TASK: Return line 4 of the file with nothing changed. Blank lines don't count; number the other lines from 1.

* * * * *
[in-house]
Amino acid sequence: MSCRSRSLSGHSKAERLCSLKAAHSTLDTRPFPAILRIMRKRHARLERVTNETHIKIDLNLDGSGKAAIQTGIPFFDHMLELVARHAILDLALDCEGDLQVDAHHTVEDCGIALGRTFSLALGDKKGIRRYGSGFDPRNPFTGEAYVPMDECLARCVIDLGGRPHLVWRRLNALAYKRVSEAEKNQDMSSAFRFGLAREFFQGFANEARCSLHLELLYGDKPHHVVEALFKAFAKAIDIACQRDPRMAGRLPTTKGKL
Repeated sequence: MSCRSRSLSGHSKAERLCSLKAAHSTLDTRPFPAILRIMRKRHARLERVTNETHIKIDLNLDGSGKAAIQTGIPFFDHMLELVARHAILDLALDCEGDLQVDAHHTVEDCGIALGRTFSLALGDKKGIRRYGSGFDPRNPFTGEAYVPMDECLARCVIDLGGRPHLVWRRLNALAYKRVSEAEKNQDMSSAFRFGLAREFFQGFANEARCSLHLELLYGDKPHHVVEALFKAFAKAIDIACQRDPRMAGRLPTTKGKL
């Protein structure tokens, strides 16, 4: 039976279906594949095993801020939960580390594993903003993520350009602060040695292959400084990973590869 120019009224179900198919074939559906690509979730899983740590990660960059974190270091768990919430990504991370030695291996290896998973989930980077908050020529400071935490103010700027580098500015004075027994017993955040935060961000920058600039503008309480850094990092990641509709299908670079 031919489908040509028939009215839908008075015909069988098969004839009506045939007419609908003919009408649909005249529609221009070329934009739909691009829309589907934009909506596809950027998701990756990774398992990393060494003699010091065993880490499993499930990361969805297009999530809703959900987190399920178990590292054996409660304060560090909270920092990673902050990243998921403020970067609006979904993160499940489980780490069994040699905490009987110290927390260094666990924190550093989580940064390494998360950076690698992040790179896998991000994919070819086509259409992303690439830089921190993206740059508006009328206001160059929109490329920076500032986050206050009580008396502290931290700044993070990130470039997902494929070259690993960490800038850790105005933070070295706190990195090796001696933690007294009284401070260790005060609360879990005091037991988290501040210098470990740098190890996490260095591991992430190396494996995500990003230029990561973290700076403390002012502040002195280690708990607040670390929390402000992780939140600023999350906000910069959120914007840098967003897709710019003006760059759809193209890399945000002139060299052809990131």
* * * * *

């Protein structure tokens, strides 16, 4: 039976279906594949095993801020939960580390594993903003993520350009602060040695292959400084990973590869 120019009224179900198919074939559906690509979730899983740590990660960059974190270091768990919430990504991370030695291996290896998973989930980077908050020529400071935490103010700027580098500015004075027994017993955040935060961000920058600039503008309480850094990092990641509709299908670079 031919489908040509028939009215839908008075015909069988098969004839009506045939007419609908003919009408649909005249529609221009070329934009739909691009829309589907934009909506596809950027998701990756990774398992990393060494003699010091065993880490499993499930990361969805297009999530809703959900987190399920178990590292054996409660304060560090909270920092990673902050990243998921403020970067609006979904993160499940489980780490069994040699905490009987110290927390260094666990924190550093989580940064390494998360950076690698992040790179896998991000994919070819086509259409992303690439830089921190993206740059508006009328206001160059929109490329920076500032986050206050009580008396502290931290700044993070990130470039997902494929070259690993960490800038850790105005933070070295706190990195090796001696933690007294009284401070260790005060609360879990005091037991988290501040210098470990740098190890996490260095591991992430190396494996995500990003230029990561973290700076403390002012502040002195280690708990607040670390929390402000992780939140600023999350906000910069959120914007840098967003897709710019003006760059759809193209890399945000002139060299052809990131």